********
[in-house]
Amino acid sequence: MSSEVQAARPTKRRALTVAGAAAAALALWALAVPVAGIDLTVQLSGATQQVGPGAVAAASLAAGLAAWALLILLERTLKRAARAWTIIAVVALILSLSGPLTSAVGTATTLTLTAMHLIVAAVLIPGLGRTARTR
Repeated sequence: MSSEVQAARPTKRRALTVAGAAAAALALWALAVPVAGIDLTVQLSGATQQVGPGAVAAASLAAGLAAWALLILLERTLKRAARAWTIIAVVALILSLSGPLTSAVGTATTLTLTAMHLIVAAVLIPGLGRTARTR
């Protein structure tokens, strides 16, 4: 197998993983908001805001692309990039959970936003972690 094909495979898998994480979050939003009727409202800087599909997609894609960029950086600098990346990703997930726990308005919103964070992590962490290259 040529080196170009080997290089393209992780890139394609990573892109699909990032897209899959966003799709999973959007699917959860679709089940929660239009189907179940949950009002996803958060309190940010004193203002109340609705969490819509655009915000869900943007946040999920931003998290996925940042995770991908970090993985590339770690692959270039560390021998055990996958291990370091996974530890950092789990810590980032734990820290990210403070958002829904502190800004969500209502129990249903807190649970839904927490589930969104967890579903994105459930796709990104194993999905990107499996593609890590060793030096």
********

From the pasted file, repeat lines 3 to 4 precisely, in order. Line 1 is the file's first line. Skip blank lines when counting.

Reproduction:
Repeated sequence: MSSEVQAARPTKRRALTVAGAAAAALALWALAVPVAGIDLTVQLSGATQQVGPGAVAAASLAAGLAAWALLILLERTLKRAARAWTIIAVVALILSLSGPLTSAVGTATTLTLTAMHLIVAAVLIPGLGRTARTR
């Protein structure tokens, strides 16, 4: 197998993983908001805001692309990039959970936003972690 094909495979898998994480979050939003009727409202800087599909997609894609960029950086600098990346990703997930726990308005919103964070992590962490290259 040529080196170009080997290089393209992780890139394609990573892109699909990032897209899959966003799709999973959007699917959860679709089940929660239009189907179940949950009002996803958060309190940010004193203002109340609705969490819509655009915000869900943007946040999920931003998290996925940042995770991908970090993985590339770690692959270039560390021998055990996958291990370091996974530890950092789990810590980032734990820290990210403070958002829904502190800004969500209502129990249903807190649970839904927490589930969104967890579903994105459930796709990104194993999905990107499996593609890590060793030096």